The booklet was issued in 1959. That was the centennial year of Oregon's statehood, an anniversary that launched many projects that catered to visitors, and to Oregonians who were exploring their state. Thirty of the restaurants are in Portland; others are in Yachats, Eugene (2), Cannon Beach Junction, present-day Lincoln City (2), Salem (2), Central Point, Multnomah Falls, and Timberline Lodge. The reviews were based on a series of longer articles that appeared in the Oregonian in 1958 and 1959.
|John A. Armstrong at the Benson Hotel. Wine steward Othel Lathan,|
manager Oswaldo Llorens, chef Henry Hodler. Carl Vermilya photo
The restaurant review itself was a developing journalistic genre. The idea of advising travelers of good places to eat can be credited to Duncan Hines, beginning with his Adventures in Good Eating of 1935 (note the echo of this title in Armstrong's guide). But for many years, the advice was pretty well limited to advice about places that had been pre-selected as good: you got a description of the establishment and of some of its offerings, but only about its good points. Criticism and comparisons were not found here. It's a far cry from the analysis, the critical comparisons, the frank judgments and recommendations found in today's restaurant reviews. One can, however, often appreciate the absence of stridency, pedantry, picayune carping, and snide snobbery, qualities that also are to be found in today's reviews.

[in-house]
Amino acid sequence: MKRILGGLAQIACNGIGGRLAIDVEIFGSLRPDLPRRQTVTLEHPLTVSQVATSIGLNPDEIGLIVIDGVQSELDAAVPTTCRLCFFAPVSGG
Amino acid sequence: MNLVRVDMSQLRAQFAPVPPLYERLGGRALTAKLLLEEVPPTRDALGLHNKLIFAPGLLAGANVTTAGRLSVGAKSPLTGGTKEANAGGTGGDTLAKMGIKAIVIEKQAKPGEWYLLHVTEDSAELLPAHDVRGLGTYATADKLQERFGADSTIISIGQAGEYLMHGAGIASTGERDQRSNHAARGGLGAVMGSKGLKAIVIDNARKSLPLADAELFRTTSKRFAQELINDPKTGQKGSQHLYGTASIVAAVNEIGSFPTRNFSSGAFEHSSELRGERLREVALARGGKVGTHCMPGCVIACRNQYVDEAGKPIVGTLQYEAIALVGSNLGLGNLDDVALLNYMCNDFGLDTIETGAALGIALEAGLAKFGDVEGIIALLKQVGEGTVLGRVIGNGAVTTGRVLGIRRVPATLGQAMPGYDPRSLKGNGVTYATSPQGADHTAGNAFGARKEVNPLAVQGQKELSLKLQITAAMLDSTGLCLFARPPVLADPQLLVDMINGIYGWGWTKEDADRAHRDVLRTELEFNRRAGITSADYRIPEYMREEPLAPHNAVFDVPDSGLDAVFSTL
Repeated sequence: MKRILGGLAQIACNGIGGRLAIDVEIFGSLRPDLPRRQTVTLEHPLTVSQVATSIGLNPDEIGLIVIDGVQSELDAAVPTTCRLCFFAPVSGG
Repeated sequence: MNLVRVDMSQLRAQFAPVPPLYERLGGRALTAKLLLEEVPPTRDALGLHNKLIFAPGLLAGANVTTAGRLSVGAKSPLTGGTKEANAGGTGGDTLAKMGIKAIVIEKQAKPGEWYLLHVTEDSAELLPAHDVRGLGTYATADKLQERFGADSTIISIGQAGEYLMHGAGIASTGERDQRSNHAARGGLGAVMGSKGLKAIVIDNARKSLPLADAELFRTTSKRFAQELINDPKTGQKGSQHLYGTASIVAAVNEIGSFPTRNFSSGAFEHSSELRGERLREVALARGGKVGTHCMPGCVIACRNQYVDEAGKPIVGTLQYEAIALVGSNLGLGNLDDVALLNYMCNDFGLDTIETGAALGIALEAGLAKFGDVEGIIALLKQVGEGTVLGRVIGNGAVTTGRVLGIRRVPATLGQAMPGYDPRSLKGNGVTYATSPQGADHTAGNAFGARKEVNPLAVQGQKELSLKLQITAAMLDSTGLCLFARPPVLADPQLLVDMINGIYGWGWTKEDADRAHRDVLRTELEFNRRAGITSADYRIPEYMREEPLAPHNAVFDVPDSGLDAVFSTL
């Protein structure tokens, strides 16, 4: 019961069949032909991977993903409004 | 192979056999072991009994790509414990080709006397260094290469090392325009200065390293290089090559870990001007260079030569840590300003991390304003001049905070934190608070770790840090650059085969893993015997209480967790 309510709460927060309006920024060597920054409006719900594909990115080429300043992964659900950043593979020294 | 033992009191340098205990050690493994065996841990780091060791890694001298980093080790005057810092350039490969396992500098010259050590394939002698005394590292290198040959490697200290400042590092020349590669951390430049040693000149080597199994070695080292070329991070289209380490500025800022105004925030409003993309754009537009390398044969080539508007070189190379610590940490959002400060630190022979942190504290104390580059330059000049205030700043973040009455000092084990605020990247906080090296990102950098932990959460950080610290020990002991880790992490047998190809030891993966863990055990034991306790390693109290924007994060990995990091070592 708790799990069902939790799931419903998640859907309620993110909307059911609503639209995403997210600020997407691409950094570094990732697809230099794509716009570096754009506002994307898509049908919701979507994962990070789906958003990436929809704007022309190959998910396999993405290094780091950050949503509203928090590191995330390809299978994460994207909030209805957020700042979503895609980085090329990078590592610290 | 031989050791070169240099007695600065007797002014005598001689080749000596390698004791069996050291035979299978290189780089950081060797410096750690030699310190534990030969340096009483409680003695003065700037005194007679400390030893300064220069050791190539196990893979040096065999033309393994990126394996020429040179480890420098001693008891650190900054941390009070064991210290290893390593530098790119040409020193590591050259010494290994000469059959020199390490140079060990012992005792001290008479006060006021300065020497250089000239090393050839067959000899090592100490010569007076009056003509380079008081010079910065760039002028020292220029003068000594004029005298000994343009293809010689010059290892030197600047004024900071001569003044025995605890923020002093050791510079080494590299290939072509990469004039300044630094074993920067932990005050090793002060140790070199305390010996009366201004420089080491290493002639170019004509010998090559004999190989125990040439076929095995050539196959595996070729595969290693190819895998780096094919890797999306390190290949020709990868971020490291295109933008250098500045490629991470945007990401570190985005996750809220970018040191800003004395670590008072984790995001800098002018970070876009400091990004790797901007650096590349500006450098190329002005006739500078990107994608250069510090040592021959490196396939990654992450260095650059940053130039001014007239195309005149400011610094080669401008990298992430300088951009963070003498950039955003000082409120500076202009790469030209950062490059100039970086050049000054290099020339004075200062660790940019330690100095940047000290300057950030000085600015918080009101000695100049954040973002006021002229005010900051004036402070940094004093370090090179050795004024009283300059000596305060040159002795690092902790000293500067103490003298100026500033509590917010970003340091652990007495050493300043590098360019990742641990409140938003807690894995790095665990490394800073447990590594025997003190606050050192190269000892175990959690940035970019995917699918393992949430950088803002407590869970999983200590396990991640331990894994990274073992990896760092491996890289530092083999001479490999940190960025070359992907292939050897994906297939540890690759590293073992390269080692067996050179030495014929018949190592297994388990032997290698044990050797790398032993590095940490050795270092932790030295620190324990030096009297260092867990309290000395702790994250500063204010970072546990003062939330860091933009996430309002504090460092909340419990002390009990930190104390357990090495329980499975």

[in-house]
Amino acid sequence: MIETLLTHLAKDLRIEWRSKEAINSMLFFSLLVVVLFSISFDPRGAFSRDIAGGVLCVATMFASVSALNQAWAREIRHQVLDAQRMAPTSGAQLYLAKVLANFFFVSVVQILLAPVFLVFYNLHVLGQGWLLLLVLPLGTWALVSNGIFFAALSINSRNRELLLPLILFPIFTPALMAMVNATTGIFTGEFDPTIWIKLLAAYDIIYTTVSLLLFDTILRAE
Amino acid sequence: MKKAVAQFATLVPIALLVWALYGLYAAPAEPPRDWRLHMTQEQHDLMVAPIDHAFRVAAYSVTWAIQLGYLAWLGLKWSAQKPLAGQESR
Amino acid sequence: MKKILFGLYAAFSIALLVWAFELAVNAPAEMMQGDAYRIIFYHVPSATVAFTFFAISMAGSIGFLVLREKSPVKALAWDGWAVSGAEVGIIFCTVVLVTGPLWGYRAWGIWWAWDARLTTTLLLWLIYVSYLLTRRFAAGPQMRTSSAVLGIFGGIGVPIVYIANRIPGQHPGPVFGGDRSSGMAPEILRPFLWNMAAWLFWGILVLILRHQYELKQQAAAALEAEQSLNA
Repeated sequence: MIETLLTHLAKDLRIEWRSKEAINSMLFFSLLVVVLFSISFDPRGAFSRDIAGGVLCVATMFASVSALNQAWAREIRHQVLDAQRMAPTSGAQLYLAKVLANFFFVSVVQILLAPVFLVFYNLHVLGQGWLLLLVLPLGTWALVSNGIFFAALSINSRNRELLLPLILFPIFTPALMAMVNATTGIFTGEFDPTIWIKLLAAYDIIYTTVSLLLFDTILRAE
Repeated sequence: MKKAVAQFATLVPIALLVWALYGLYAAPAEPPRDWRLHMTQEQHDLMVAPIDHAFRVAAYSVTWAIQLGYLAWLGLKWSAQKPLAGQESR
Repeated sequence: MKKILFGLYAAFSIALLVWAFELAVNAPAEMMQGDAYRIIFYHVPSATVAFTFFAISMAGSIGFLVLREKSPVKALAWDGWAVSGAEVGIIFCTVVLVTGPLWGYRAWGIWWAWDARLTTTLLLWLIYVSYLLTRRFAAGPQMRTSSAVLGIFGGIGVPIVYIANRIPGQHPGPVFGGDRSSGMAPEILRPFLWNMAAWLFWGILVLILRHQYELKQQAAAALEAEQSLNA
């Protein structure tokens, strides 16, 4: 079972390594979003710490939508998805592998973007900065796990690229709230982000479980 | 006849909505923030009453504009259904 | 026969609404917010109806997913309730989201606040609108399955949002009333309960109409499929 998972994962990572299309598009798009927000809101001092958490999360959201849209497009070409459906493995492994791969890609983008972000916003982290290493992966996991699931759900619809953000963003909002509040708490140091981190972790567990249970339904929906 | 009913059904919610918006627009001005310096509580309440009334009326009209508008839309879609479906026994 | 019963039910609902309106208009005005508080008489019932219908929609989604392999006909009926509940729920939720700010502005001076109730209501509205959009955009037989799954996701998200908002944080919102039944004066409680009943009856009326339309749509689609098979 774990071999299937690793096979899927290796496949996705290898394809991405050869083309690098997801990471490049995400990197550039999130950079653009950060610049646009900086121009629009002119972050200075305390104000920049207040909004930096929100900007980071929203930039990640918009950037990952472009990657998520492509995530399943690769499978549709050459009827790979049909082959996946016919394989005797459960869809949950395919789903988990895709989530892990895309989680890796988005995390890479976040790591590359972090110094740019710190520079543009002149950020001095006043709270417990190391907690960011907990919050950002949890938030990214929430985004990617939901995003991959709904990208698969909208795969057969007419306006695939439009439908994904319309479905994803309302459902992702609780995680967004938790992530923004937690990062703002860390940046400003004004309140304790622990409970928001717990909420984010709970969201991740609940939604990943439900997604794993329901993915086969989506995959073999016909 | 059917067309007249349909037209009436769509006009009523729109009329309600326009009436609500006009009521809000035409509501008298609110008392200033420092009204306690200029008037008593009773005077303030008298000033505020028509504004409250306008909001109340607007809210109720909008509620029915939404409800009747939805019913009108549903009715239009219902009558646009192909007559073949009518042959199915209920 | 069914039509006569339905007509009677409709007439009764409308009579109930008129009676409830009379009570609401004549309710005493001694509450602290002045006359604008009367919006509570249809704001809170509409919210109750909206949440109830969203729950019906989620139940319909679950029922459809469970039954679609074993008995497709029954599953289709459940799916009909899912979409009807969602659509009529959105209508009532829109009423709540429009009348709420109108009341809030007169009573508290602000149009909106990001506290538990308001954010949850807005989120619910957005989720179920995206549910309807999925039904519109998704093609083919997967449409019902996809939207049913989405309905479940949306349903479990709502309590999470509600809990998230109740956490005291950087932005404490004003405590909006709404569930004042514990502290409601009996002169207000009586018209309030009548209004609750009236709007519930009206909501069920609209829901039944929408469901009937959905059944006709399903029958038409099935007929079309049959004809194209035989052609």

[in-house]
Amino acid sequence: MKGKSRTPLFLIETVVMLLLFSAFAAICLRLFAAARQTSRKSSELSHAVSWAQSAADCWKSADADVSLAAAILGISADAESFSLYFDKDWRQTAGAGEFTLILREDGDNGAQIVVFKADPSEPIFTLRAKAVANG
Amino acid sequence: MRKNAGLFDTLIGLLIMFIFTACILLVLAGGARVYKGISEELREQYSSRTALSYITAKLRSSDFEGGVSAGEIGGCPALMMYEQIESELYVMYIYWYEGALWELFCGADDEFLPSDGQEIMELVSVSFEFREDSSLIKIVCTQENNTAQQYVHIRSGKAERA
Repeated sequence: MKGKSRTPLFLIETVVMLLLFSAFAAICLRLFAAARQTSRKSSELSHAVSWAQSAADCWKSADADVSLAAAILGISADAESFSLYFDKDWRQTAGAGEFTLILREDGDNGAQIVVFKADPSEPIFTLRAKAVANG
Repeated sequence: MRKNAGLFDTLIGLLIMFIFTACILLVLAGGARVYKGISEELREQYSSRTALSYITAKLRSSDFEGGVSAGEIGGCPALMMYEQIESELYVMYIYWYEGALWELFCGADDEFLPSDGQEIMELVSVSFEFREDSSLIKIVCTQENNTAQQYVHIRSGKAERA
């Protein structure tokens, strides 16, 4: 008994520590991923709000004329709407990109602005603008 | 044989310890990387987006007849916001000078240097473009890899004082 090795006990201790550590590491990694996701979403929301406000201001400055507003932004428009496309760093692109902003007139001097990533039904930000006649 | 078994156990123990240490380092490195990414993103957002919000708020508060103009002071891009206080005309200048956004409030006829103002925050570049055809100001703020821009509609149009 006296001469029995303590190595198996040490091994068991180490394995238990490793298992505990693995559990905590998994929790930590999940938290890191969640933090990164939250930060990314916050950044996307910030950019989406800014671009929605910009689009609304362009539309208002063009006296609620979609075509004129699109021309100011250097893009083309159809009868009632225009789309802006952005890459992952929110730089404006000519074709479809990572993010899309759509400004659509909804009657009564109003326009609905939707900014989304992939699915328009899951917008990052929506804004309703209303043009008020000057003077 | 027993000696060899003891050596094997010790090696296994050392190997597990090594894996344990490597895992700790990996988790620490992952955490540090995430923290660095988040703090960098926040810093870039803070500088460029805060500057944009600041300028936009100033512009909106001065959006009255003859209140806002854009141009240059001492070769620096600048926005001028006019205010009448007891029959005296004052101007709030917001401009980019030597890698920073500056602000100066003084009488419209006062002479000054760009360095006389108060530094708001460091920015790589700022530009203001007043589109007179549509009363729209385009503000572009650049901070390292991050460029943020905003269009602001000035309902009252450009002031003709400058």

Here's a page from Armstrong's book. You can find another in my blog post on Henry Thiele.
* Note that the title is not Dining à la Oregon.